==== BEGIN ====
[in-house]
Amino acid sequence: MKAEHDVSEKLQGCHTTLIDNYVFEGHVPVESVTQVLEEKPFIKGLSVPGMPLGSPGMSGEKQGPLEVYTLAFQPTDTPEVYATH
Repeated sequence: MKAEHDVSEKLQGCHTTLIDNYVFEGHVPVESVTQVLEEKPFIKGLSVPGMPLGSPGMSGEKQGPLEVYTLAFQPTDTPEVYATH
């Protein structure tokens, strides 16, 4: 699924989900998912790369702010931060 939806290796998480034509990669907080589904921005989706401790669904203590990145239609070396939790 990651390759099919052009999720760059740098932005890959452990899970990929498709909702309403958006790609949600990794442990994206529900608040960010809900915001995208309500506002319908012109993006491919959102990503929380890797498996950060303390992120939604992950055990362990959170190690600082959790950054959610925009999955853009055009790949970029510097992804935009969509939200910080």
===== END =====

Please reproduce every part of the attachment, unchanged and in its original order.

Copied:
[in-house]
Amino acid sequence: MKAEHDVSEKLQGCHTTLIDNYVFEGHVPVESVTQVLEEKPFIKGLSVPGMPLGSPGMSGEKQGPLEVYTLAFQPTDTPEVYATH
Repeated sequence: MKAEHDVSEKLQGCHTTLIDNYVFEGHVPVESVTQVLEEKPFIKGLSVPGMPLGSPGMSGEKQGPLEVYTLAFQPTDTPEVYATH
């Protein structure tokens, strides 16, 4: 699924989900998912790369702010931060 939806290796998480034509990669907080589904921005989706401790669904203590990145239609070396939790 990651390759099919052009999720760059740098932005890959452990899970990929498709909702309403958006790609949600990794442990994206529900608040960010809900915001995208309500506002319908012109993006491919959102990503929380890797498996950060303390992120939604992950055990362990959170190690600082959790950054959610925009999955853009055009790949970029510097992804935009969509939200910080």